By Bruce Haupt, President, ClearBalance
Millennials raised in the digital age with the convenience of online services are driving healthcare providers to change how they engage with patients and improve the customer service aspect of care. While older generations value in-person communication and cultivating relationships with medical professionals, millennials desire a different approach.
Accustomed to instant gratification, millennials don’t want to phone in for an appointment and then wait weeks to see a doctor. Nor do they like to be locked into health plan network restrictions. They often will search online for healthcare information, even before seeing a doctor.
A key finding in a global survey of over 3,000 people is that millennials tend to select doctors based on referrals from family and friends. But while older patients express dissatisfaction directly to doctors, millennials share unsatisfactory experiences with friends, often on a social network. The survey also revealed that this generation is likely to trust social feedback, handing providers another challenge. Not only do providers need an online presence, they must monitor and manage their social reputation.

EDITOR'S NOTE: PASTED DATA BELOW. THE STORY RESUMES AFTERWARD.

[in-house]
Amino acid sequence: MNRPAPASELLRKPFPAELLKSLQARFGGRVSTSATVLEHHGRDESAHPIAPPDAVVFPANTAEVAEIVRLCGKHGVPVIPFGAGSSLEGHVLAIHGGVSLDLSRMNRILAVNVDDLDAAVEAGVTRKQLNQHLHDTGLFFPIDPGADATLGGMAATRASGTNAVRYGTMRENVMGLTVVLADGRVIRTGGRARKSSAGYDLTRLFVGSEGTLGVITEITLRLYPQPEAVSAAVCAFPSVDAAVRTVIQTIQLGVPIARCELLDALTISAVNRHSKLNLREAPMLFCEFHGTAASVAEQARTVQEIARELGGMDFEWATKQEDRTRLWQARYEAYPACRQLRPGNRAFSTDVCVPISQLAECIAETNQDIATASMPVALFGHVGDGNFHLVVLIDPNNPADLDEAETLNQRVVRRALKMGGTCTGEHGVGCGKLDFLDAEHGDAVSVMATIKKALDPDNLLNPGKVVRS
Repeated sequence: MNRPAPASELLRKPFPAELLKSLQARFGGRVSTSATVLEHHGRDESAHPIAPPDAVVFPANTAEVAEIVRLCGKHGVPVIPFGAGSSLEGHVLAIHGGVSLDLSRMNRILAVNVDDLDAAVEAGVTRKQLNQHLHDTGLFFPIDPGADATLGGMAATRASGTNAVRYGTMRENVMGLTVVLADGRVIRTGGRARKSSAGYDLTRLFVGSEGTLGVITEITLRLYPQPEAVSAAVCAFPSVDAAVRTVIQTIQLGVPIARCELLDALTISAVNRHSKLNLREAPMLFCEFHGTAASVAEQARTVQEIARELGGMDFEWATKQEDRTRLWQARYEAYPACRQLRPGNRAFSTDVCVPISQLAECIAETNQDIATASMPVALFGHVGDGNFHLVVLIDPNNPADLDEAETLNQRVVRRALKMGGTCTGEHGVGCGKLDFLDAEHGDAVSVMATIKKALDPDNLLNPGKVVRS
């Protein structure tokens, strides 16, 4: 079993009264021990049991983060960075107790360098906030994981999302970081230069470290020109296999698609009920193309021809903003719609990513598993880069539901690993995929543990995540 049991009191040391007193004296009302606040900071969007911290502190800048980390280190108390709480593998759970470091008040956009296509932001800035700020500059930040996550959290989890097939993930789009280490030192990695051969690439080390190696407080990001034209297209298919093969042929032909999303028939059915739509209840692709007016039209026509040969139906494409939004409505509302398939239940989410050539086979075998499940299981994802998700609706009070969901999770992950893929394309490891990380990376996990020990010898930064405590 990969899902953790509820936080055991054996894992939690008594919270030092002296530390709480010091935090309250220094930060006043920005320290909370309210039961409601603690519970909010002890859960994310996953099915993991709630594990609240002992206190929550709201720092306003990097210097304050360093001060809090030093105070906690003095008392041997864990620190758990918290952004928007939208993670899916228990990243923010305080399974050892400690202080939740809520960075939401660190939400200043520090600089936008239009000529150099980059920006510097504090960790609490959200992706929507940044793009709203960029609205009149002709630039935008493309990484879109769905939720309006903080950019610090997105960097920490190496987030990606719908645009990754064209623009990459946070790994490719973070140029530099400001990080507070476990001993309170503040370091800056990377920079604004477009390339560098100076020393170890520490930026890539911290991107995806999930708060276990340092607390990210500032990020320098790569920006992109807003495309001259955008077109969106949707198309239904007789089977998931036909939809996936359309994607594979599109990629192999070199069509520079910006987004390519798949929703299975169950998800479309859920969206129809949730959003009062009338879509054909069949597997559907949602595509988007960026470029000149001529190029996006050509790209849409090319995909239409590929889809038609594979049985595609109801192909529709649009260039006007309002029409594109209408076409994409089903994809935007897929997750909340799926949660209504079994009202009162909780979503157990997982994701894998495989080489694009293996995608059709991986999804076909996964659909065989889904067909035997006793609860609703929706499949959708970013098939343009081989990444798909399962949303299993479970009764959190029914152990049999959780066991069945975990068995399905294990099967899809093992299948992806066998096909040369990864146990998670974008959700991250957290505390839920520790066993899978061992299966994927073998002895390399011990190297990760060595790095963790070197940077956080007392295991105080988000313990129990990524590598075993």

Millennials aren’t tied to the notion that they must have one specific doctor; they don’t develop personal relationships with them. For standard checkups and consultations, some don’t feel the need to see a doctor at all, opting instead to see a physician assistant or nurse practitioner.
They don’t want to spend hours at a doctor’s office for minor medical complaints. Part of this is due to millennials being generally healthy; pressing health concerns typically are for accidents or injuries rather than chronic illnesses. But it’s also reflective of how they consume goods and services. Why shop at the mall when online is more convenient and expedient?
As degreed professionals in executive positions, millennials have good private insurance. However, with rising healthcare costs and patient pay responsibility, they are covering more of the bottom line for medical services, like everyone else. As a result, they are extremely price conscious and demand the best care. According to a report from PwC’s Health Research Institute, millennials age 18 to 34 are most likely to ask for a discount, ask for a cheaper treatment option, request a price check or appeal an insurance decision.
In order to stay competitive, providers need to focus on attracting this population. Their spending power, behaviors and choices have set the stage for digitally oriented generations to come.
Bruce Lorenz, Chair